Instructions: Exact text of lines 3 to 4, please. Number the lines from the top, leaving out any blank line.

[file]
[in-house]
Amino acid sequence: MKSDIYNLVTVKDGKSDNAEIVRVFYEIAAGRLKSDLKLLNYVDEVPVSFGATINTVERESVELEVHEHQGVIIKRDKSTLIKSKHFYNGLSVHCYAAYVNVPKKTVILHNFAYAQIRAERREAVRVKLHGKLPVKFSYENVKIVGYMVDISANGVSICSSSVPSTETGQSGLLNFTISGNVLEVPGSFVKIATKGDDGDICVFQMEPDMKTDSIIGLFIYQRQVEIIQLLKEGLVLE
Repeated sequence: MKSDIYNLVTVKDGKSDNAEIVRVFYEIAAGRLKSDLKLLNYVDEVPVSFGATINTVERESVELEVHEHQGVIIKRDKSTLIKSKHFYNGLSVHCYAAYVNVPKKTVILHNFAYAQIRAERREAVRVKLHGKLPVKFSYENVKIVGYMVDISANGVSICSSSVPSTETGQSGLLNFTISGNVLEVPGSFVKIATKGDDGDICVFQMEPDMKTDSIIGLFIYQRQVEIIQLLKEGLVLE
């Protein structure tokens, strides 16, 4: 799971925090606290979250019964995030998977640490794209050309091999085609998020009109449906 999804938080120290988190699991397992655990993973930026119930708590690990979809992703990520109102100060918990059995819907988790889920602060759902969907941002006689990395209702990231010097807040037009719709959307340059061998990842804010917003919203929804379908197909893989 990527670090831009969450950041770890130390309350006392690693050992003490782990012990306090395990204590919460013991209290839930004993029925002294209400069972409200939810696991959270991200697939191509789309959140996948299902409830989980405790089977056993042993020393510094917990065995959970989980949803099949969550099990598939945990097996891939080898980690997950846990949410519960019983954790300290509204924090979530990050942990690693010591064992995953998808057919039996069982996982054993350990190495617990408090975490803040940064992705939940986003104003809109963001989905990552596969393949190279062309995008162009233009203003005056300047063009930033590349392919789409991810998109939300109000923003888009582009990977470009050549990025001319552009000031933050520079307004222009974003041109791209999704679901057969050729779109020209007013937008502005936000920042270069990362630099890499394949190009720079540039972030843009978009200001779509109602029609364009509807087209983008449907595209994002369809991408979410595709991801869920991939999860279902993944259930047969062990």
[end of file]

Repeated sequence: MKSDIYNLVTVKDGKSDNAEIVRVFYEIAAGRLKSDLKLLNYVDEVPVSFGATINTVERESVELEVHEHQGVIIKRDKSTLIKSKHFYNGLSVHCYAAYVNVPKKTVILHNFAYAQIRAERREAVRVKLHGKLPVKFSYENVKIVGYMVDISANGVSICSSSVPSTETGQSGLLNFTISGNVLEVPGSFVKIATKGDDGDICVFQMEPDMKTDSIIGLFIYQRQVEIIQLLKEGLVLE
């Protein structure tokens, strides 16, 4: 799971925090606290979250019964995030998977640490794209050309091999085609998020009109449906 999804938080120290988190699991397992655990993973930026119930708590690990979809992703990520109102100060918990059995819907988790889920602060759902969907941002006689990395209702990231010097807040037009719709959307340059061998990842804010917003919203929804379908197909893989 990527670090831009969450950041770890130390309350006392690693050992003490782990012990306090395990204590919460013991209290839930004993029925002294209400069972409200939810696991959270991200697939191509789309959140996948299902409830989980405790089977056993042993020393510094917990065995959970989980949803099949969550099990598939945990097996891939080898980690997950846990949410519960019983954790300290509204924090979530990050942990690693010591064992995953998808057919039996069982996982054993350990190495617990408090975490803040940064992705939940986003104003809109963001989905990552596969393949190279062309995008162009233009203003005056300047063009930033590349392919789409991810998109939300109000923003888009582009990977470009050549990025001319552009000031933050520079307004222009974003041109791209999704679901057969050729779109020209007013937008502005936000920042270069990362630099890499394949190009720079540039972030843009978009200001779509109602029609364009509807087209983008449907595209994002369809991408979410595709991801869920991939999860279902993944259930047969062990």